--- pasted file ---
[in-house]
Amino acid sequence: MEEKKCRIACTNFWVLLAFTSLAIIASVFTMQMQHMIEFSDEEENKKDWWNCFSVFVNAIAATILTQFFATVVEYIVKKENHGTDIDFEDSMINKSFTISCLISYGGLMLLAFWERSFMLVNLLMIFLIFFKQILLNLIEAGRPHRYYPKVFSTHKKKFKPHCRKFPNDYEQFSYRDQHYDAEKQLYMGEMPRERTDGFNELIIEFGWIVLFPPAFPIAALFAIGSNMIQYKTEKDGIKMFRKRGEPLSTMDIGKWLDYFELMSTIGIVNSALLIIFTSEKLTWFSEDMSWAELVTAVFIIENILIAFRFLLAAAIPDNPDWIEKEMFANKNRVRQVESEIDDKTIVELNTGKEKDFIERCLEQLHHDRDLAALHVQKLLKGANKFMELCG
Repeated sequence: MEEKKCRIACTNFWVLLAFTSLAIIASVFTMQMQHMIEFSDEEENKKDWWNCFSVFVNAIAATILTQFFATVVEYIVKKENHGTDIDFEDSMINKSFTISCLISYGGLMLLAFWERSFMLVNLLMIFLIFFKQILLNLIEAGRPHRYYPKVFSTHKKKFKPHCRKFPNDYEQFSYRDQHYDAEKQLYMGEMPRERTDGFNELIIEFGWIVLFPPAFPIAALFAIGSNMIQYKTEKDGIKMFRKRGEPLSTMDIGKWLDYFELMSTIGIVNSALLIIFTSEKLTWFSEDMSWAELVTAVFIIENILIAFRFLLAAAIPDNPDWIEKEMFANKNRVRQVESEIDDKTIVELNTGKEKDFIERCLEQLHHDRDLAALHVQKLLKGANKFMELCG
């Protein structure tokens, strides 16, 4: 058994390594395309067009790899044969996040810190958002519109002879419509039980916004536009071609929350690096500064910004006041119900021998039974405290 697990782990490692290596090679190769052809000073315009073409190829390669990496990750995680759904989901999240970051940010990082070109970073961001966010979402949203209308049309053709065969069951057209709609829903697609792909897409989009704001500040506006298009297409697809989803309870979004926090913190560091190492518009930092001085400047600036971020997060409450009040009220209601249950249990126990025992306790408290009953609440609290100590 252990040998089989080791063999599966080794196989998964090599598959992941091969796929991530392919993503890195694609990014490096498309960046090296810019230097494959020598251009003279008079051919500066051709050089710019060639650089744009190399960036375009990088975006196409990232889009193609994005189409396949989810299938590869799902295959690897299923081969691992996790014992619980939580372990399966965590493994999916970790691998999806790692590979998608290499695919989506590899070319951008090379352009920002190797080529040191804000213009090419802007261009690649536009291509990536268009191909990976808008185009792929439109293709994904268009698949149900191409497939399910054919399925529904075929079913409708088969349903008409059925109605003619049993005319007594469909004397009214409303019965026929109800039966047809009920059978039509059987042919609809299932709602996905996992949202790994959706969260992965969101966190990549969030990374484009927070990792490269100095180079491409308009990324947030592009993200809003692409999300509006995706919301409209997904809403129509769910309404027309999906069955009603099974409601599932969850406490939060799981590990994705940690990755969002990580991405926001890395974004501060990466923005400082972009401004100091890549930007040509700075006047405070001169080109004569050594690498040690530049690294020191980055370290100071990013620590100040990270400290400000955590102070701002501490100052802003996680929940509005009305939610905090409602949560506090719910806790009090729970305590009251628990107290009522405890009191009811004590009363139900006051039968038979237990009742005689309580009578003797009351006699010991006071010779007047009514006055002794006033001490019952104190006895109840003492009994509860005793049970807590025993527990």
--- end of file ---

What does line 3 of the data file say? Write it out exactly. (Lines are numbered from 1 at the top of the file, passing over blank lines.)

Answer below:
Repeated sequence: MEEKKCRIACTNFWVLLAFTSLAIIASVFTMQMQHMIEFSDEEENKKDWWNCFSVFVNAIAATILTQFFATVVEYIVKKENHGTDIDFEDSMINKSFTISCLISYGGLMLLAFWERSFMLVNLLMIFLIFFKQILLNLIEAGRPHRYYPKVFSTHKKKFKPHCRKFPNDYEQFSYRDQHYDAEKQLYMGEMPRERTDGFNELIIEFGWIVLFPPAFPIAALFAIGSNMIQYKTEKDGIKMFRKRGEPLSTMDIGKWLDYFELMSTIGIVNSALLIIFTSEKLTWFSEDMSWAELVTAVFIIENILIAFRFLLAAAIPDNPDWIEKEMFANKNRVRQVESEIDDKTIVELNTGKEKDFIERCLEQLHHDRDLAALHVQKLLKGANKFMELCG